Exposure to blue light at night could be harmful to your health

What price are you paying for being constantly immersed in light?

The dark side of blue light

Exposure to blue light at night, emitted by computers, tablets and phones at night, can be harmful to your health.

Last year, the Sleep Health Foundation released a report that found two in five Australians were sleep deprived, and one of the leading causes was increased exposure to blue light.

According to the report, “that light wreaks havoc on your body clock and is the reason many people struggle to get to sleep at night after sending emails or watching a movie on their laptop.”

Research has also shown that blue light may contribute to the causes of cancer, diabetes, heart disease, and obesity.

Interestingly, the devices emitting blue light are only disruptive at night. During the day, blue light boosts attention, reaction times, and mood.

Research has found that exposure to blue light suppresses the production of melatonin, a hormone that influences circadian rhythms, more than any other type of light. It is believed that the shorter wavelengths in blue light are what causes the body to produce less melatonin because the body is more sensitive to this type of light.

A study by the University of Toronto found that those who wore glasses that blocked blue light wavelengths produced more melatonin than those who didn't during night shifts.

I have been wearing glasses with a blue-light filter since November and was able to notice the difference immediately. Admittedly, I consider myself a bit of a night owl at the best of times, but in the first week of wearing the Exyra glasses, I noticed myself becoming tired much earlier in the night than usual.

The quality of my sleep has also improved, rarely stirring throughout the night (hot summer nights excluded, of course).

As well as investigating blue-light filtering glasses to counter the effects of all our night-time screen watching, experts also recommend dim red lights for night lights as they do not suppress melatonin as much.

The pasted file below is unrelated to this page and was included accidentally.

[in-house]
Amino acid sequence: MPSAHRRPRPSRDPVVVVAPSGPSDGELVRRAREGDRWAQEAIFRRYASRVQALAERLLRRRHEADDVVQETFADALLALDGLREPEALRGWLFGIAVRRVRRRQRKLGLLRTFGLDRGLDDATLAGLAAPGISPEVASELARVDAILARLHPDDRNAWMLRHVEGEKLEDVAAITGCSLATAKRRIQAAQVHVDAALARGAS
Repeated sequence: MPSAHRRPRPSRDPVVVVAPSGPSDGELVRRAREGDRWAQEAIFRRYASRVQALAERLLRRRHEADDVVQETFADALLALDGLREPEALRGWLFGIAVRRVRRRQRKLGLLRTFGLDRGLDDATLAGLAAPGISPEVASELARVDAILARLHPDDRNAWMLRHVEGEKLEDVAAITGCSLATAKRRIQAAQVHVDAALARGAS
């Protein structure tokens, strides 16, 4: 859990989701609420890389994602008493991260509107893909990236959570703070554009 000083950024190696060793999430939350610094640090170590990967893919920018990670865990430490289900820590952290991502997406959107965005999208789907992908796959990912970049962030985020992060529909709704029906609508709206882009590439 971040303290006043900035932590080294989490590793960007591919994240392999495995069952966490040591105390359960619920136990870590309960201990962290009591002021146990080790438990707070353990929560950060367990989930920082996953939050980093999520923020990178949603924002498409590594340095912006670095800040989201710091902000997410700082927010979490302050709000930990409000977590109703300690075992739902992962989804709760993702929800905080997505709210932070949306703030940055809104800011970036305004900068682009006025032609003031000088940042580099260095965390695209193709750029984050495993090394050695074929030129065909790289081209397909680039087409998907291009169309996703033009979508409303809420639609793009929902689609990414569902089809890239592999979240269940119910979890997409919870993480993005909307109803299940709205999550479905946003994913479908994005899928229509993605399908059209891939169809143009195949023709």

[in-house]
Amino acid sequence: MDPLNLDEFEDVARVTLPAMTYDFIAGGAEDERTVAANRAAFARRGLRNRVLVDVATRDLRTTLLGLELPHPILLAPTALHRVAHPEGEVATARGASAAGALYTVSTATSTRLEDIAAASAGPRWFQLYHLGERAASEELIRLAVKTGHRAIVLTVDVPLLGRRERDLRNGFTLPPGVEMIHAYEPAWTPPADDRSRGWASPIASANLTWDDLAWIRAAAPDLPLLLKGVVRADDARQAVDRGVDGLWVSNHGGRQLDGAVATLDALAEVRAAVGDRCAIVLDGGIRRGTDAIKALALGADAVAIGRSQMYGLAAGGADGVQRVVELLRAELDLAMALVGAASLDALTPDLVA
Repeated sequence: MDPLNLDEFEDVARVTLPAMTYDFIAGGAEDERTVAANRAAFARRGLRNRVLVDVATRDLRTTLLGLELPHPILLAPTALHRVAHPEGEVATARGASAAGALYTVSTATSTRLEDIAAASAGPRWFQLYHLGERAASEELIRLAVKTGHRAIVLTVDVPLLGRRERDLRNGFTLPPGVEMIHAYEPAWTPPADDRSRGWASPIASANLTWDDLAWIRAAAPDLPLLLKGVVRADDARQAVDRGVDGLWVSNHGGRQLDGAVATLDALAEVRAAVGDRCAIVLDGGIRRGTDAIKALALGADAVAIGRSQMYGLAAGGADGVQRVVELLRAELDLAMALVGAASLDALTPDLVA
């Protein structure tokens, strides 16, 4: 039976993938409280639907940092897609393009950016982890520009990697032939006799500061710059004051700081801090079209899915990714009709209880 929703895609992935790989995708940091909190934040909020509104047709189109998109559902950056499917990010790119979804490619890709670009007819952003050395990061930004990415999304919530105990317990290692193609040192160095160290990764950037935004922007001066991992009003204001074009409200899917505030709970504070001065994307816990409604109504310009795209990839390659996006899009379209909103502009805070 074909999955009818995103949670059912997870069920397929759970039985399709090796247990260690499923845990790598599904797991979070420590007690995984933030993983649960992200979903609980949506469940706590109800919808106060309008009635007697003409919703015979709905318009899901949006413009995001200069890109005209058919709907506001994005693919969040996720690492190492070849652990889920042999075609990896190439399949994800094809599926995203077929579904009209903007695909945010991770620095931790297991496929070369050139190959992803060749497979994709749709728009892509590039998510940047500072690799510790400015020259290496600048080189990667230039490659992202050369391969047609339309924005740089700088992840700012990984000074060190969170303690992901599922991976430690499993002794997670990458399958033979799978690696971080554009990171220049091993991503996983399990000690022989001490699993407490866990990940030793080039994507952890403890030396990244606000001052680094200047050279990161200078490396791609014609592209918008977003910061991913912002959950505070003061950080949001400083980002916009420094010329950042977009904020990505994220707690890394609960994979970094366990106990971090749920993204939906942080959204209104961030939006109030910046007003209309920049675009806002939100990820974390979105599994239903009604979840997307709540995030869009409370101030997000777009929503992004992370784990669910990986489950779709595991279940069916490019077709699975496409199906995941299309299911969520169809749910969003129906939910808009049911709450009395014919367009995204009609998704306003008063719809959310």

You can also try to avoid looking at bright screens in the two to three hours before you go to bed.

Experts also suggest exposing yourself to lots of bright light during the day, which will boost your ability to sleep at night.

Do you have problems sleeping at night? Have you tried blue-light filtering glasses or decreasing your screen time before bed? Has it worked for you?

DISCLAIMER: The author was provided with a sample pair of Exyra blue-light filtering glasses for the purposes of writing this article.



    To make a comment, please register or login
    Dave R
    15th Feb 2018
    The latest models of the better brands of TV and monitors are marketed as being low emitters of blue light. I have both and there does seem to be a difference as I am sleeping better because I am going to bed tired.
    15th Feb 2018
    Here is some FREE software that automatically takes the blue light out of your screen after dark. No tricks, no virus, no problems, no spam, no ads, no pressure, no crap. Just freeware. Highly recommended by me.

    it is called f.lux , so you can search that if you want, or just http://justgetflux.com
    15th Feb 2018
    There is an app for android devices called 'Twilight' that works like F.lux for PC,s

    The latest version of Windows 10 has a 'Night light Setting' but i have not used it as I have found that f.lux works well.
    15th Feb 2018
    Never spend long periods watching screens without another light on.

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